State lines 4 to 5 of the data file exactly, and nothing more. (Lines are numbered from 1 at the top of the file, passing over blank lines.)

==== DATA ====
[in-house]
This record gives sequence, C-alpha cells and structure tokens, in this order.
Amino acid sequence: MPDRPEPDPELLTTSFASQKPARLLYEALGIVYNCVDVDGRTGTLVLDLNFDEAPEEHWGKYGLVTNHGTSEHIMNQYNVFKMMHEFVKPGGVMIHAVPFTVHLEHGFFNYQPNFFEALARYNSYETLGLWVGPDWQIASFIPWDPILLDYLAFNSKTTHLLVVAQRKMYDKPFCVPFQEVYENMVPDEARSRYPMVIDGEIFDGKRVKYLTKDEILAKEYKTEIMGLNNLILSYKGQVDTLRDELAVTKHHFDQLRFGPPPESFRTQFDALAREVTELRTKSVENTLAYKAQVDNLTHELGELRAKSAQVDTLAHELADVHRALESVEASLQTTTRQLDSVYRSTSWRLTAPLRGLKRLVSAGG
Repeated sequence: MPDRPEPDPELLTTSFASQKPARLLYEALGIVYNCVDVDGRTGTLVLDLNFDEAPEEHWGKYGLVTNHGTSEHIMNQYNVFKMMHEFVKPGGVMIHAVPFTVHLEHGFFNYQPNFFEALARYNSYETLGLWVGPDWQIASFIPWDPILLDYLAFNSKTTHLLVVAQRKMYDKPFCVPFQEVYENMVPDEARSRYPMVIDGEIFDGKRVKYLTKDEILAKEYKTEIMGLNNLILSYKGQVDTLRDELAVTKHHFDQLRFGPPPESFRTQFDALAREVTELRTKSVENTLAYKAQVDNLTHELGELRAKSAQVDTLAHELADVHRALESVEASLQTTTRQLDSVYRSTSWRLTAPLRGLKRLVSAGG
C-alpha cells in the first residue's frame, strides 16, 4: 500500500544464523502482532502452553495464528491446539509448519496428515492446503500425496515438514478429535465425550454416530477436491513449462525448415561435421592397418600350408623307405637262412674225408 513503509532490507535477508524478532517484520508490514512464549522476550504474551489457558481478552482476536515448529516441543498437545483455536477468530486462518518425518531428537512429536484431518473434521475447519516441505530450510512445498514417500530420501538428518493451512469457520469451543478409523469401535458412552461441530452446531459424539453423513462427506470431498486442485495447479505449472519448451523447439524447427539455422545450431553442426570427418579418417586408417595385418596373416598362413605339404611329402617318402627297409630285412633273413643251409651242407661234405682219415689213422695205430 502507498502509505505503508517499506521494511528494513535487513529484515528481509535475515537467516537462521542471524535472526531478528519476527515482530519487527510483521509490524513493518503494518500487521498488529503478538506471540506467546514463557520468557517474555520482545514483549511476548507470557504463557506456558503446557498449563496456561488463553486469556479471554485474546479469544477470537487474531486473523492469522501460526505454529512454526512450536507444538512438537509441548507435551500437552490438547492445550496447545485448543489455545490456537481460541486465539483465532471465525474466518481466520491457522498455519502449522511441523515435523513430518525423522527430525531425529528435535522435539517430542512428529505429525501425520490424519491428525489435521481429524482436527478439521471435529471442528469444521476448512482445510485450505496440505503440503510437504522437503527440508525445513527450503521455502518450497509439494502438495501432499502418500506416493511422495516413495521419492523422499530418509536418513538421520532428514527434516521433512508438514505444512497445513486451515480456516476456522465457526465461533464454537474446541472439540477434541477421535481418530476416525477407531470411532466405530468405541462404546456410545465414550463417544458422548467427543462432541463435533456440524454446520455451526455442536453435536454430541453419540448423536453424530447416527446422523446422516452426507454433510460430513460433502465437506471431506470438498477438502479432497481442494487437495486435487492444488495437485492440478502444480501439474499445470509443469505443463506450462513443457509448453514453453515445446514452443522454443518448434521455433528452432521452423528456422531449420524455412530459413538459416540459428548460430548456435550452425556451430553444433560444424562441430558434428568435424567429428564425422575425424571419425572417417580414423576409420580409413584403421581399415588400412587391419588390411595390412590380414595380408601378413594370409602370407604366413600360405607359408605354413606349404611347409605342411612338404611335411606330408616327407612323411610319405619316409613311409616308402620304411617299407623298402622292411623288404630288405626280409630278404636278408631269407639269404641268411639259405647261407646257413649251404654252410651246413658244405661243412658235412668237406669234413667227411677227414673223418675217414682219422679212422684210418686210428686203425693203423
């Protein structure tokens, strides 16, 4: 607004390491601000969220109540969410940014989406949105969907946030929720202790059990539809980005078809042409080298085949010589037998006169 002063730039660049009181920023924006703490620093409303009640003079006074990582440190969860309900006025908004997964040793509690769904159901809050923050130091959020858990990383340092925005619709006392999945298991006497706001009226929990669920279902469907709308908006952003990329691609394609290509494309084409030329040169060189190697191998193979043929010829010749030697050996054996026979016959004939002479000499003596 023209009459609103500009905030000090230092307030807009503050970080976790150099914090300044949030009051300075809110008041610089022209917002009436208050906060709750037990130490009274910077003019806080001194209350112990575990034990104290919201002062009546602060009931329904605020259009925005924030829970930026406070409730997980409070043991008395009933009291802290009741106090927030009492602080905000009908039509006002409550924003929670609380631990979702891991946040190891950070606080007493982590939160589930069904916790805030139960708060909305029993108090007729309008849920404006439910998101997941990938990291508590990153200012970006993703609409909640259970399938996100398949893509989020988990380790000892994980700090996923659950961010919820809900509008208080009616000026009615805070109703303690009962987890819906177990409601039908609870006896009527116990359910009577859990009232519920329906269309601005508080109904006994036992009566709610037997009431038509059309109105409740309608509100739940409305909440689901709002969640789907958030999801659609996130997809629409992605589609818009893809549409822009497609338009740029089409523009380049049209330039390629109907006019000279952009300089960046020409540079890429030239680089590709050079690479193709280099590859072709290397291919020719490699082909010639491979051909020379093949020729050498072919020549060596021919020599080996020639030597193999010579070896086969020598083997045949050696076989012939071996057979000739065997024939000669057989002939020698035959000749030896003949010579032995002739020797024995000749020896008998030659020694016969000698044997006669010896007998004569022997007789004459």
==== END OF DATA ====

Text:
Repeated sequence: MPDRPEPDPELLTTSFASQKPARLLYEALGIVYNCVDVDGRTGTLVLDLNFDEAPEEHWGKYGLVTNHGTSEHIMNQYNVFKMMHEFVKPGGVMIHAVPFTVHLEHGFFNYQPNFFEALARYNSYETLGLWVGPDWQIASFIPWDPILLDYLAFNSKTTHLLVVAQRKMYDKPFCVPFQEVYENMVPDEARSRYPMVIDGEIFDGKRVKYLTKDEILAKEYKTEIMGLNNLILSYKGQVDTLRDELAVTKHHFDQLRFGPPPESFRTQFDALAREVTELRTKSVENTLAYKAQVDNLTHELGELRAKSAQVDTLAHELADVHRALESVEASLQTTTRQLDSVYRSTSWRLTAPLRGLKRLVSAGG
C-alpha cells in the first residue's frame, strides 16, 4: 500500500544464523502482532502452553495464528491446539509448519496428515492446503500425496515438514478429535465425550454416530477436491513449462525448415561435421592397418600350408623307405637262412674225408 513503509532490507535477508524478532517484520508490514512464549522476550504474551489457558481478552482476536515448529516441543498437545483455536477468530486462518518425518531428537512429536484431518473434521475447519516441505530450510512445498514417500530420501538428518493451512469457520469451543478409523469401535458412552461441530452446531459424539453423513462427506470431498486442485495447479505449472519448451523447439524447427539455422545450431553442426570427418579418417586408417595385418596373416598362413605339404611329402617318402627297409630285412633273413643251409651242407661234405682219415689213422695205430 502507498502509505505503508517499506521494511528494513535487513529484515528481509535475515537467516537462521542471524535472526531478528519476527515482530519487527510483521509490524513493518503494518500487521498488529503478538506471540506467546514463557520468557517474555520482545514483549511476548507470557504463557506456558503446557498449563496456561488463553486469556479471554485474546479469544477470537487474531486473523492469522501460526505454529512454526512450536507444538512438537509441548507435551500437552490438547492445550496447545485448543489455545490456537481460541486465539483465532471465525474466518481466520491457522498455519502449522511441523515435523513430518525423522527430525531425529528435535522435539517430542512428529505429525501425520490424519491428525489435521481429524482436527478439521471435529471442528469444521476448512482445510485450505496440505503440503510437504522437503527440508525445513527450503521455502518450497509439494502438495501432499502418500506416493511422495516413495521419492523422499530418509536418513538421520532428514527434516521433512508438514505444512497445513486451515480456516476456522465457526465461533464454537474446541472439540477434541477421535481418530476416525477407531470411532466405530468405541462404546456410545465414550463417544458422548467427543462432541463435533456440524454446520455451526455442536453435536454430541453419540448423536453424530447416527446422523446422516452426507454433510460430513460433502465437506471431506470438498477438502479432497481442494487437495486435487492444488495437485492440478502444480501439474499445470509443469505443463506450462513443457509448453514453453515445446514452443522454443518448434521455433528452432521452423528456422531449420524455412530459413538459416540459428548460430548456435550452425556451430553444433560444424562441430558434428568435424567429428564425422575425424571419425572417417580414423576409420580409413584403421581399415588400412587391419588390411595390412590380414595380408601378413594370409602370407604366413600360405607359408605354413606349404611347409605342411612338404611335411606330408616327407612323411610319405619316409613311409616308402620304411617299407623298402622292411623288404630288405626280409630278404636278408631269407639269404641268411639259405647261407646257413649251404654252410651246413658244405661243412658235412668237406669234413667227411677227414673223418675217414682219422679212422684210418686210428686203425693203423